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It is important to describe and understand the underlying patterns and dynamics that govern sex work in societies undergoing rapid political and social changes, its heterogeneity across populations, and its evolution through time in order to inform future research, sound policy formation, and programme delivery. To describe the socioeconomic and cultural determinants, organisational structure, distinct categories, and spatial patterning of sex work in Tallinn, Estonia, and identify recent temporal changes in sex work patterns.
These sites vary in terms of their public health importance and social organisation. There are full time, part time, and intermittent male and female sex workers. Among others, the taxi driver, madam and the bartender are central roles in the organisation of sex work in Tallinn. Cell phone and internet technology enable sex work to be highly dispersed and spatially mobile.
Sex work is a dangerous profession and sex workers are exposed to serious risks. Tallinn, Estonia, is a particularly interesting city for the study of sex work because of its historical and demographic characteristics. The transition from Soviet occupation to autonomy brought about major societal upheaval economically and socially. Many of the unemployed were ethnic Russians who were originally imported from the Soviet Union to control the military, industry, and governance in Estonia. As ethnic Estonians emerged into social, economic, and political prominence with independence, ethnic Russians found themselves without the status and privilege they formerly enjoyed.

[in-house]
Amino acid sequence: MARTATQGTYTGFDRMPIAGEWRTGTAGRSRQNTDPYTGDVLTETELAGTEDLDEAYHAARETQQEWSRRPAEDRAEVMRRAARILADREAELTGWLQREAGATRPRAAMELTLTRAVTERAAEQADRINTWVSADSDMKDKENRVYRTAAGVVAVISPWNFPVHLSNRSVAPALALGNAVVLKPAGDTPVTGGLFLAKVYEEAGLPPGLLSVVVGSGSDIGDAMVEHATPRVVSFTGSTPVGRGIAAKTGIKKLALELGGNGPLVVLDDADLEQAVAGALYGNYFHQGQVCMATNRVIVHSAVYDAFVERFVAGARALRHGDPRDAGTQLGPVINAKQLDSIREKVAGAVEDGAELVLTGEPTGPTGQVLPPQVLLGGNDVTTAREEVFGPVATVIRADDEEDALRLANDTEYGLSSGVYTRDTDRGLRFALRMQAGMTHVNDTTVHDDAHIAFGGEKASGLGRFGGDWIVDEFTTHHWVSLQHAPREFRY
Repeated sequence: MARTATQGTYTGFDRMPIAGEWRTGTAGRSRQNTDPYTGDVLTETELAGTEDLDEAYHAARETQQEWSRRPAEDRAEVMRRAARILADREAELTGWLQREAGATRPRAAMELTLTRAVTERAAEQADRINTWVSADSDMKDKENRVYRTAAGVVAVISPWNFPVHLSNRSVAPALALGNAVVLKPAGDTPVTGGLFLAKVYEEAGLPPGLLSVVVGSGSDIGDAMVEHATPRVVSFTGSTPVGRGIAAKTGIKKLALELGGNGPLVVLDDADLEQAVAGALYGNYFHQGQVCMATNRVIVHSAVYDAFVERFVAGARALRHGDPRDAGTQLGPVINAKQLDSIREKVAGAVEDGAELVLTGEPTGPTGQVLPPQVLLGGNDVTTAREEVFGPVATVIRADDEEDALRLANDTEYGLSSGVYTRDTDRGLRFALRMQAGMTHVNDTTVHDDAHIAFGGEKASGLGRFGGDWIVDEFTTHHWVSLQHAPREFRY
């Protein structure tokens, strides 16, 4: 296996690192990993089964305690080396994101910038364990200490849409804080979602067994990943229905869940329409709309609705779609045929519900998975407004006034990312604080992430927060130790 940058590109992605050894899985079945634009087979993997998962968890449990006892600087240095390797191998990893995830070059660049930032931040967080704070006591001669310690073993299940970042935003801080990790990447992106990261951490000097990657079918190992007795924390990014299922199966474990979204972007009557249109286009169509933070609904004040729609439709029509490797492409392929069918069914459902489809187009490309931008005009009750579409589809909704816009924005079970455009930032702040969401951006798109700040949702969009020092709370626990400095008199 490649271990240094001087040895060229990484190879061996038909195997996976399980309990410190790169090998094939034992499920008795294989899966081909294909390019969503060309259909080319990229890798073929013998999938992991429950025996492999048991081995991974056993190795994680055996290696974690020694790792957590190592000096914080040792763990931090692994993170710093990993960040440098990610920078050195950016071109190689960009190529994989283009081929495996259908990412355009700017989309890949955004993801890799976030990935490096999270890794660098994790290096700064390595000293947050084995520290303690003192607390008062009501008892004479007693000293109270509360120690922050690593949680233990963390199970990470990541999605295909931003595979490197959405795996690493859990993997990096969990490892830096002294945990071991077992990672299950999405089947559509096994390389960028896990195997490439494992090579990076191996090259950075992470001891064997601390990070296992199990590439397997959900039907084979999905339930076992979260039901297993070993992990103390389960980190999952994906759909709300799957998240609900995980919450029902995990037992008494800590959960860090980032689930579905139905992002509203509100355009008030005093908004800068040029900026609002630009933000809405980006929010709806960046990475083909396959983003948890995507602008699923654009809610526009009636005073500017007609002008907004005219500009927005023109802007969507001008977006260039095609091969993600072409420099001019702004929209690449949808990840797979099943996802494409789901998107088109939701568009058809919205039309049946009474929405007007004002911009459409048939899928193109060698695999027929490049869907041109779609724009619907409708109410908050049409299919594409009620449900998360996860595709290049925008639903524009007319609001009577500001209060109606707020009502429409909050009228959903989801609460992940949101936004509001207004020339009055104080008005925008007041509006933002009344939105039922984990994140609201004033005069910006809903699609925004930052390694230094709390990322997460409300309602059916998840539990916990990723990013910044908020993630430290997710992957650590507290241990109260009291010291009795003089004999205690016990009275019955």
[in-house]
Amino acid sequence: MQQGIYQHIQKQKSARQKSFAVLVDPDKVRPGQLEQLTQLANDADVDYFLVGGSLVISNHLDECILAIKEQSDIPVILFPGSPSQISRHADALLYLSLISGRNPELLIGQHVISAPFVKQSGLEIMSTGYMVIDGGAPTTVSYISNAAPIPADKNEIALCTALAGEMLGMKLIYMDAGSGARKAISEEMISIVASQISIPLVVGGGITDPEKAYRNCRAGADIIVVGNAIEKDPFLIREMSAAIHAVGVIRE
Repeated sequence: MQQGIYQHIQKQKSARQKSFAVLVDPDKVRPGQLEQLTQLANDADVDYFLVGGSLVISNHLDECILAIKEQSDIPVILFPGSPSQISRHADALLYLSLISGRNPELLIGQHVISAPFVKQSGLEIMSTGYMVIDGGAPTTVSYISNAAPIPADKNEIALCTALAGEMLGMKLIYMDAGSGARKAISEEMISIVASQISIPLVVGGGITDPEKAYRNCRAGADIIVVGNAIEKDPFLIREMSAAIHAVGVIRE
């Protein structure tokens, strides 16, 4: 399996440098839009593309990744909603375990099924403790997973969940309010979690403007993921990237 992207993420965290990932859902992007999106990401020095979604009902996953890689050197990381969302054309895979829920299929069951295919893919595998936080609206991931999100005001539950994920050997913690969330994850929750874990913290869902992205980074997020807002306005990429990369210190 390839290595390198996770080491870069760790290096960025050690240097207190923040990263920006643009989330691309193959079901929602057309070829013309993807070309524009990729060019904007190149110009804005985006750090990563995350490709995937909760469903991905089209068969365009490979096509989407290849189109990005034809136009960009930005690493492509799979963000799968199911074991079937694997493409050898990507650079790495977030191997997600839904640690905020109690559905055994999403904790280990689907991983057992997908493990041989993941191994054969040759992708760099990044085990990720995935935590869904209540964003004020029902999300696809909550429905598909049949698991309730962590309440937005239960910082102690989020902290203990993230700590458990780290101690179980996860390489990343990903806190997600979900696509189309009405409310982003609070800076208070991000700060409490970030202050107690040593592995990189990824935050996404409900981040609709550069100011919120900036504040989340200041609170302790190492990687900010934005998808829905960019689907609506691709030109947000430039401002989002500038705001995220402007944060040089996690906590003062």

Estonia is a small country with a population of 1. The small population size has implications for the practice of sex work since, unlike more populated cities, both sex workers and clients express concern about being recognised. Consequently, observable street sex work is limited in Tallinn. Conversely, there are demographic pressures that increase both the demand for and supply of sexual services. Like many other European countries, Estonia has undergone the second demographic transition and Estonians now spend a larger portion of their adult lives childless and unmarried.
Fertility in Estonia has remained below replacement levels since independence in The mean age at first marriage increased from In light of the massive sociopolitical changes in Estonian society since , it is not surprising that the unemployment rate has been high in Estonia.